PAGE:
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Action: "Congestion Ahead" Messages

Canceled on January 15, 2010; Superseded by the MUTCD, 2009 Edition

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U.S. Department of Transportation
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Subject: ACTION: "Congestion Ahead" Messages
December 21, 2001
From: Christine M. Johnson
Program Manager, Operations
Director, ITS Joint Program Office
Reply to
Attn of:

To: Division Administrators Empty Cell

The launch this week of 511 traveler information telephone service in Utah reminds us of the interest of the public in knowing more about travel conditions, and of the importance of traveler information to the operations of transportation systems. One of the more visible methods for providing information to travelers is the changeable or dynamic message sign (DMS). According to the ITS Deployment Tracking database, there are nearly 2,000 DMS installed in the major metropolitan areas with hundreds more planned by 2005.

We've all seen the good things that these signs can do, providing road closure notices, warning of hazardous conditions, and, in a few places around the country, providing travel times. We've also seen the pictures in the newspapers showing stopped traffic under a sign displaying a message that says, "Congestion Ahead" or "Expect Delays" or, worse yet, "Normal Conditions." These types of messages, that do not offer meaningful or useful information to travelers, contribute to the erosion of the public's trust in these systems and of the information they provide. As I noted in a memorandum to the Pennsylvania Division earlier this year (available under FHWA Directives and Policy Memorandums at, "Inaccurate, incomprehensible, or inappropriate information displayed on a [DMS] can … cause motorists to question the credibility and ignore all [DMS] messages."

There are many reasons why ineffective or questionable messages are displayed. They may be initial, computer-generated messages that are being investigated by system operators. The library of messages that is available to operators or computer systems may not be robust enough to provide more detailed information. Perhaps these are the most accurate messages that can be displayed given the imprecise or sketchy data that is available from the roadway. Or there may be agency policies that preclude offering messages with greater details or preferred actions. Regardless of the underlying reasons, the public sees only an ineffectively used, expensive piece of technology. Secretary Mineta has been among those that have expressed frustration with this seeming waste of resources.

We need to work closely with our partners in the operating agencies to ensure that they are designing and using their DMS effectively. There are a number of activities underway to try to help agencies provide better information. A number of these efforts are part of a Transportation Management Center (TMC) pooled fund study that has 21 participants including 18 states, the District of Columbia, the I-95 Corridor Coalition, and FHWA. Additional information about the TMC pooled fund study is available at The pooled fund study is initiating a project related to changeable message sign practices, policies and procedures that will produce guidelines to help agencies select appropriate messages. The pooled fund study is also supporting a project in 2002 to develop guidance for TMC operational concepts and performance requirements that should help agencies better recognize how traveler information and transportation management work together.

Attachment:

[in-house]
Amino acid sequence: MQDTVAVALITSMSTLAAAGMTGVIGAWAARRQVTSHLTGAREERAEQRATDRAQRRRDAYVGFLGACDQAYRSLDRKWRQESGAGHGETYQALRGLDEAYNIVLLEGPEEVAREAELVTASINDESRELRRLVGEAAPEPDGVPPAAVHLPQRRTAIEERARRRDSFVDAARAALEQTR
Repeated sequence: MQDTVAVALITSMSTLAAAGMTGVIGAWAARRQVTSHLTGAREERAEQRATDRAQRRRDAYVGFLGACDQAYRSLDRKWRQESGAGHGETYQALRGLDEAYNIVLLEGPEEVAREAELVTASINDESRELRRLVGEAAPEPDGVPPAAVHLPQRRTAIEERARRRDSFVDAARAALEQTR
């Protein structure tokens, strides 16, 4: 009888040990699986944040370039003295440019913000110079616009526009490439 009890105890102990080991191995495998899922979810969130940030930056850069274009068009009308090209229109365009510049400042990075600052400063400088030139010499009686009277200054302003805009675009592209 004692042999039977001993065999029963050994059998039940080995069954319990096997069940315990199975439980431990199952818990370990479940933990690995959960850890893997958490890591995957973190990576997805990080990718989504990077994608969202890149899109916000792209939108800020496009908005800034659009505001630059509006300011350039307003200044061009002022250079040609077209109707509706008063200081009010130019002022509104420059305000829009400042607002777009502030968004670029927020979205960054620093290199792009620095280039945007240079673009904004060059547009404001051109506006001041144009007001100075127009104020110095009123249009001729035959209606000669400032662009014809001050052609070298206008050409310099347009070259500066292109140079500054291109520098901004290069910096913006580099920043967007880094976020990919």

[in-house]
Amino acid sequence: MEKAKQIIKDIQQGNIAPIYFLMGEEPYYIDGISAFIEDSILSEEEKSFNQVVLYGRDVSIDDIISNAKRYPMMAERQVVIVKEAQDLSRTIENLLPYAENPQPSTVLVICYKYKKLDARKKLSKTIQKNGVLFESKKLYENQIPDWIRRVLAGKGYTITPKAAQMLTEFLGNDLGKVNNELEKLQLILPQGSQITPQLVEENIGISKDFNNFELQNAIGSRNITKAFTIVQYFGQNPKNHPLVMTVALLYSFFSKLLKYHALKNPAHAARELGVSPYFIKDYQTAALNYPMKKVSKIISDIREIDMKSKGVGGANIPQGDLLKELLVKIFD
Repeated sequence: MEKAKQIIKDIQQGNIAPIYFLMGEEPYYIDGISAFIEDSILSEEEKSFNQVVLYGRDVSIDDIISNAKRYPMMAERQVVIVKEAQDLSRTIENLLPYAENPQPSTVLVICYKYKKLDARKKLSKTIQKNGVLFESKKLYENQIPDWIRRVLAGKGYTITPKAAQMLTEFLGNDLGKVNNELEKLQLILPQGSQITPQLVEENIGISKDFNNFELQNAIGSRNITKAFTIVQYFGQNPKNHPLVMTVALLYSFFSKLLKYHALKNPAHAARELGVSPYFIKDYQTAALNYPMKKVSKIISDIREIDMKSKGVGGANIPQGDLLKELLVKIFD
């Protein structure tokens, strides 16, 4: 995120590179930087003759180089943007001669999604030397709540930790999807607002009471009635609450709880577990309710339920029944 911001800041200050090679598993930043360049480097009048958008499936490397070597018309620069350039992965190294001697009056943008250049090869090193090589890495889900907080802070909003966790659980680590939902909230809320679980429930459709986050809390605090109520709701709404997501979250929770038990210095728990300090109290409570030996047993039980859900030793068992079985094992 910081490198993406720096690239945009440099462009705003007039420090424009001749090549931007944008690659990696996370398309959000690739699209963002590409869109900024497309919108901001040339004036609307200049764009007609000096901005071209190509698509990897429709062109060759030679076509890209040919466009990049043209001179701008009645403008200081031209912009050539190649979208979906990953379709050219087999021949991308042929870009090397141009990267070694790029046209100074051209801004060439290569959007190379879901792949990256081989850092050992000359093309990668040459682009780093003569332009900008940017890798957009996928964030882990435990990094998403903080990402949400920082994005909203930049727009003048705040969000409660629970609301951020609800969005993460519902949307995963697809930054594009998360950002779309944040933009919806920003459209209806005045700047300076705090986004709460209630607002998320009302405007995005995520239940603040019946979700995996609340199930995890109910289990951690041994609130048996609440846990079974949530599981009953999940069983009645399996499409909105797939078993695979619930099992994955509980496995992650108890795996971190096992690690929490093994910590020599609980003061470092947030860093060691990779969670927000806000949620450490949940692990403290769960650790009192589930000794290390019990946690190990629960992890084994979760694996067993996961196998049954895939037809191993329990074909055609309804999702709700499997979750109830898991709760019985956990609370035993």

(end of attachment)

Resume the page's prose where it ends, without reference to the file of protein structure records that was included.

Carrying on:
Another FHWA project is addressing consistency of text-based messages, including DMS. This may result in more robust message libraries for use by operators and computer programs. Other projects include researching techniques for combining (or fusing) various data for use by traveler information systems, resulting in a best practices report; and development of an extensible mark-up language (XML) vocabulary for traveler information that will allow information to be exchanged among agencies more easily. These types of efforts can help create and exchange better traveler information that may be useful in displaying messages on DMS.

Finally there is an effort to encourage increased data collection about traffic and transportation networks. This "infostructure" may result in improved and more detailed knowledge about how transportation systems are functioning. This information could then help create more useful messages for display on DMS. However, it is also important to note that better DMS messages can already be displayed with the information currently available. There is no need to wait for "full" data coverage to begin displaying useful information to the traveling public.

We ask that you take the following actions:

If you or your staff have any questions or wish additional information, please contact Bob Rupert at or (202) 366-2194.